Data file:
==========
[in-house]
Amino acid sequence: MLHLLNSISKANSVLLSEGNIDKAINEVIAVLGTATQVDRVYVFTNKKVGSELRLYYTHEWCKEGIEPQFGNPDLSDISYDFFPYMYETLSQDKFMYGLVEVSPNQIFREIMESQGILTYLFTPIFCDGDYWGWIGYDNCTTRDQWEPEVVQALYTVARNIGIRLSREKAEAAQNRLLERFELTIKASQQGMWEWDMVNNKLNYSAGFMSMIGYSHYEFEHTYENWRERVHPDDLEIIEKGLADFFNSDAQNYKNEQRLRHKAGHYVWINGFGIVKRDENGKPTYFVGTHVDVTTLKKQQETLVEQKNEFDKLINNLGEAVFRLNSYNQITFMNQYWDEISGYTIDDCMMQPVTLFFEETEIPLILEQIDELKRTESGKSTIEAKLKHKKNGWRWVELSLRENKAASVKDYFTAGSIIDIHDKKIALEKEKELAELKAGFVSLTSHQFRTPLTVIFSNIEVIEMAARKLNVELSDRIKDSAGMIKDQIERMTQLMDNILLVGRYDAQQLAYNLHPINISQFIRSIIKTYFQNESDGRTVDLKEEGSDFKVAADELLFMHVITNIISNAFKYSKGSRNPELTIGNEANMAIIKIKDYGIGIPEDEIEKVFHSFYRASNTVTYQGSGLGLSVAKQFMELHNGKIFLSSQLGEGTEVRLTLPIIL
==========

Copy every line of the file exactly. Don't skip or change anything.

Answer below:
[in-house]
Amino acid sequence: MLHLLNSISKANSVLLSEGNIDKAINEVIAVLGTATQVDRVYVFTNKKVGSELRLYYTHEWCKEGIEPQFGNPDLSDISYDFFPYMYETLSQDKFMYGLVEVSPNQIFREIMESQGILTYLFTPIFCDGDYWGWIGYDNCTTRDQWEPEVVQALYTVARNIGIRLSREKAEAAQNRLLERFELTIKASQQGMWEWDMVNNKLNYSAGFMSMIGYSHYEFEHTYENWRERVHPDDLEIIEKGLADFFNSDAQNYKNEQRLRHKAGHYVWINGFGIVKRDENGKPTYFVGTHVDVTTLKKQQETLVEQKNEFDKLINNLGEAVFRLNSYNQITFMNQYWDEISGYTIDDCMMQPVTLFFEETEIPLILEQIDELKRTESGKSTIEAKLKHKKNGWRWVELSLRENKAASVKDYFTAGSIIDIHDKKIALEKEKELAELKAGFVSLTSHQFRTPLTVIFSNIEVIEMAARKLNVELSDRIKDSAGMIKDQIERMTQLMDNILLVGRYDAQQLAYNLHPINISQFIRSIIKTYFQNESDGRTVDLKEEGSDFKVAADELLFMHVITNIISNAFKYSKGSRNPELTIGNEANMAIIKIKDYGIGIPEDEIEKVFHSFYRASNTVTYQGSGLGLSVAKQFMELHNGKIFLSSQLGEGTEVRLTLPIIL